The shifting balance of surnames in America reflects its rapidly changing demographics. Essayist Richard Rodriguez ruminates on the increasing occurrence of his own last name.
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RICHARD RODRIGUEZ, NewsHour Essayist:
Many Americans are troubled regarding the Latinization of the United States, the ubiquitous brown faces in the crowd, Spanish everywhere.
On nativist talk radio, in the speeches of politicians, a legend of illegality as old as cowboy America attaches to anyone related to Latin America, whether or not one is legally here.
It made the news recently that "Garcia" and "Rodriguez" are now among the top 10 most common American surnames. We Hispanics have become a people whose presence gets told by such numbers, our ascending numbers.
Our ascending numbers frighten many Americans who see Hispanics as overwhelming this country.
But Hispanics are more than numbers. We are Catholics. We are Evangelical Protestants. We come in all colors, and races, and talents, and sensibilities.
We are judges. We are gang-bangers. We are U.S. Marines. We are retired. We are crowding desert high schools.
In the 1990 census, Garcia ranked 18th, Rodriguez 22nd. A decade later, the Garcias have ascended 10 rungs, the Rodriguezs 13. This numerical rise means simply that descendants of the Spanish empire are now living alongside descendants of the English empire in places like Kentucky and Iowa, where they have rarely lived side-by-side before.
Throughout the Spanish-speaking world, the habit is for her surname to be linked by a hyphen with his. In the next American census, the ranking of Spanish surnames is certain to be confused, as number 11 marries number 10.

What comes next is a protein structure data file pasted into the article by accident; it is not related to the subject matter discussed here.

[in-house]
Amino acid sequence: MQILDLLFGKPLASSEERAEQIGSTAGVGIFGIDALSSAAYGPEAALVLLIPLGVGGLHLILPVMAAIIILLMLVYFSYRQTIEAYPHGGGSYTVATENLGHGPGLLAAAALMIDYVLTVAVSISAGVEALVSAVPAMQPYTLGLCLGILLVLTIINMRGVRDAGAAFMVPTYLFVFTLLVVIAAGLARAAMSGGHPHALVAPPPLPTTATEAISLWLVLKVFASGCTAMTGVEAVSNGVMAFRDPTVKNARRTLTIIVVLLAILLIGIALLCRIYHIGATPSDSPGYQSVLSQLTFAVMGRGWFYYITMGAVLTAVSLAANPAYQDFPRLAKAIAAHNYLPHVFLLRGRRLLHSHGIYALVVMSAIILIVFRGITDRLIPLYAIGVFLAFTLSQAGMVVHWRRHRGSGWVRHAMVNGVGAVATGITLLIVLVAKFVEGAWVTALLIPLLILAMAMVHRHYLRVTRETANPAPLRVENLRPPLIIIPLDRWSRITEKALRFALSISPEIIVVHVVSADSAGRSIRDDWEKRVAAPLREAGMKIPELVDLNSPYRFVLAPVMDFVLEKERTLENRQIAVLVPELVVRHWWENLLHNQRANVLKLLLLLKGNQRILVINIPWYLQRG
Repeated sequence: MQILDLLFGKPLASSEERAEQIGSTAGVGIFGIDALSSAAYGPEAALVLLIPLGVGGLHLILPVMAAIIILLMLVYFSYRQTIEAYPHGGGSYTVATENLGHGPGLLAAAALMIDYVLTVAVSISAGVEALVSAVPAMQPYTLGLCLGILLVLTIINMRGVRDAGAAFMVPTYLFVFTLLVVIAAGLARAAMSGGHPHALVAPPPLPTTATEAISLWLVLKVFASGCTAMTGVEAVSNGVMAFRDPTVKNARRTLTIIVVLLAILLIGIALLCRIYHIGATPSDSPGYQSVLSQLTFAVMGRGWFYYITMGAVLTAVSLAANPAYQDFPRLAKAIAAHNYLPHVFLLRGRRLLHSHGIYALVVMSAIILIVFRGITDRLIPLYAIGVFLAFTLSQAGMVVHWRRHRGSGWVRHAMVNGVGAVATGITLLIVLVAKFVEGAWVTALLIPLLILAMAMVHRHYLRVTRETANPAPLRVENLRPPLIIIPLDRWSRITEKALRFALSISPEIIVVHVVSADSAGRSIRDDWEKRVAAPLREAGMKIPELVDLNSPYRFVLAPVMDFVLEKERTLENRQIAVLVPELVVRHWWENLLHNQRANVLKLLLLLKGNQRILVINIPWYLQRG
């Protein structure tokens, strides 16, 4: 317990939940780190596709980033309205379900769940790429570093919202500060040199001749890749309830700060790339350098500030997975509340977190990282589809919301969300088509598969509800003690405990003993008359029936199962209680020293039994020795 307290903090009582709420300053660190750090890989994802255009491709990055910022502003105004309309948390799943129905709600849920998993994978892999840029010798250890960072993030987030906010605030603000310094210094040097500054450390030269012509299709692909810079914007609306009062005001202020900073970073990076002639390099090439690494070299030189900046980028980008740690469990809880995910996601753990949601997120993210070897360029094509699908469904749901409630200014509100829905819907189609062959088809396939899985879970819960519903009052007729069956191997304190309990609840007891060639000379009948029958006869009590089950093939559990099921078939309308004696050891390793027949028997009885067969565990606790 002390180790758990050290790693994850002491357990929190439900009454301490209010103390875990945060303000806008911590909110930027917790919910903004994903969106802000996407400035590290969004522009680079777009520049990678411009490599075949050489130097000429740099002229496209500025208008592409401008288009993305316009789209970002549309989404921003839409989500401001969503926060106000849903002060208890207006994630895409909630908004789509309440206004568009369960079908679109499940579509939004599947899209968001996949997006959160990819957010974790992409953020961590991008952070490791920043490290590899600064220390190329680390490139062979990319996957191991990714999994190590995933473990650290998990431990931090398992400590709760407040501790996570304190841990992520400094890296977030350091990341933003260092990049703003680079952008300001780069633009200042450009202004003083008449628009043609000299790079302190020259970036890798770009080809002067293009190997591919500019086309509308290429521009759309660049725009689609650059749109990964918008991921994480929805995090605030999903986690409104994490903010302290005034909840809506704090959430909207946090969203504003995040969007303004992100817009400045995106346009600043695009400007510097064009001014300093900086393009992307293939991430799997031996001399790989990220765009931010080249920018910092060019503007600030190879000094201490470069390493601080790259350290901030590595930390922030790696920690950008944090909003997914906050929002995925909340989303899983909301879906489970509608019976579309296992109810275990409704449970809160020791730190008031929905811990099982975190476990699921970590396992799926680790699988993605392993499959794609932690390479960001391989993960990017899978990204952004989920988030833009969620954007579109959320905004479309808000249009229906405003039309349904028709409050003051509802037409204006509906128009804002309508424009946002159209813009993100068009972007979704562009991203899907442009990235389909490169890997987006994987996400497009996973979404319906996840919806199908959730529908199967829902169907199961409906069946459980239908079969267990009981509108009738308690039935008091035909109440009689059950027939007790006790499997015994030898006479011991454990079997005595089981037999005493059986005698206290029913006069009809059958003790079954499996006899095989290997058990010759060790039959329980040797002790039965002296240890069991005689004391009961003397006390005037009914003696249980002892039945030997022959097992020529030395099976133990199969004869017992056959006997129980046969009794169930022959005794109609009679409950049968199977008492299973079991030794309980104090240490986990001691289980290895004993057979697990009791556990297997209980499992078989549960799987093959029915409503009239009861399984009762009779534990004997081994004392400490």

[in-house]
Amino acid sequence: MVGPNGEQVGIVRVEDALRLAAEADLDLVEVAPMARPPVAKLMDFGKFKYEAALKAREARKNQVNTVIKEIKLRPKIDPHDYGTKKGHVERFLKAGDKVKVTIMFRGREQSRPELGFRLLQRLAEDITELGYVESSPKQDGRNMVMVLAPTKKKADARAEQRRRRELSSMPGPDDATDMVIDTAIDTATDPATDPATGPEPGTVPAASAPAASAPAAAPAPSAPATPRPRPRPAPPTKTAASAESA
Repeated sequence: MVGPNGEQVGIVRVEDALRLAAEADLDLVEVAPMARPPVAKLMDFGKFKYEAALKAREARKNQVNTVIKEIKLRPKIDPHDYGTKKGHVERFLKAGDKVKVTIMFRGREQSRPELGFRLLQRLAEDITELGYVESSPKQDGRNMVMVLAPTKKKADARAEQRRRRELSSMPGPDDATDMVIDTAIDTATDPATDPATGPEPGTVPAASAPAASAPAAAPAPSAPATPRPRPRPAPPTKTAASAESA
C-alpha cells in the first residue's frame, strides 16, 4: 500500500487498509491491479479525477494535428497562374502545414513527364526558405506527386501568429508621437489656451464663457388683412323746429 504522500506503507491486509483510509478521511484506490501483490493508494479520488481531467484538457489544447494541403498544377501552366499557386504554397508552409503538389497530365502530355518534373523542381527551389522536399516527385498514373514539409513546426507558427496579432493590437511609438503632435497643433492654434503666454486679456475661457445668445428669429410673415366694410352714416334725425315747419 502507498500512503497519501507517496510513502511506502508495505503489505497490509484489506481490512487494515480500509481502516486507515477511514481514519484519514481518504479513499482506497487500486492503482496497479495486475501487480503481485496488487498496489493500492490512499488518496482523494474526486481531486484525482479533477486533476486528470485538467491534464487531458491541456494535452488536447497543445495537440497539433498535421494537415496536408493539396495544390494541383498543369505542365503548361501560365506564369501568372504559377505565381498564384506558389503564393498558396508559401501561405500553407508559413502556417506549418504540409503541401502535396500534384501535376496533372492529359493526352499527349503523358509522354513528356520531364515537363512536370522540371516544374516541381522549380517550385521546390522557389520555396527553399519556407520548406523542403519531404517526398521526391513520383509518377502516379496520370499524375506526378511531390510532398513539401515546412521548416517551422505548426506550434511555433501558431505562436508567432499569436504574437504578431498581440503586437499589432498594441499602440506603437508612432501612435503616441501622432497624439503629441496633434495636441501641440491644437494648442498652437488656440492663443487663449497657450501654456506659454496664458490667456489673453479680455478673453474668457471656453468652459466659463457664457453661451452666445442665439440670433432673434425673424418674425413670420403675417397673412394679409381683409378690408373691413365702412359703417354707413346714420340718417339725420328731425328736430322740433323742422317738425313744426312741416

America is a generous society. But with the great thrust of immigration in the 19th century, many Americans grew uneasy with eastern and southern European names.
Often the children of immigrants, a generation removed from Ellis Island, attempted discretion by shortening their name or adopting an Anglo-Saxon name. America, the great leveler.
On the playing field, last names were apt to get shorn. Carl Yastrzemski became "Yaz" in America. Nowadays, the nation's sports writers name America's best baseball player "A-Rod."
"Rod" was also the name classmates gave me as early as grammar school. My "Rodriguez" got shortened the same year Elvis Presley entered the Army. Rod seemed to me as American as a crew-cut.
Because Hispanics are an ethnic category joined loosely by culture, Hispanic advertising agencies and Spanish-language television stations daily impress on us how our cultural identity is tied to the language of Spain.
Often, as Hispanics grow assimilated in the U.S., paradoxically they give their surnames baroque pronunciations. Tiffany Rodriguez goes to college and becomes "Tiffany Rodriguez."
Permit me to indulge vanity by talking about my name, first and last. On Google, our national yellow pages, I found thousands of Rodriguez Richards.
Richard Rodriguez is a building commissioner in Chicago. Richard Rodriguez is a photographer. Richard Rodriguez is under arrest. Richard Rodriguez is a high school wrestler. Richard Rodriguez is a Protestant minister. The least-daunted among us, Richard Rodriguez holds the Guinness world's record for time spent riding on roller coasters.
On September 11th, America suffered a trauma from which we have not recovered. We are anxious now about people we have not seen before.
In the days after, when the country was still in mourning, I found Richard Rodriguez among the lists of the dead at the World Trade Center.
It is unsettling to see one's name attached to another life in the morning paper. It is disturbing to see one's own name in a list of the dead.
Richard Rodriguez, from a generation younger than mine, was still early in his adult life, aged 31. Richard Rodriguez was a police officer for the New York-New Jersey Port Authority, an American killed in a dangerous time.
Rest in peace, Richard Rodriguez.
I'm Richard Rodriguez.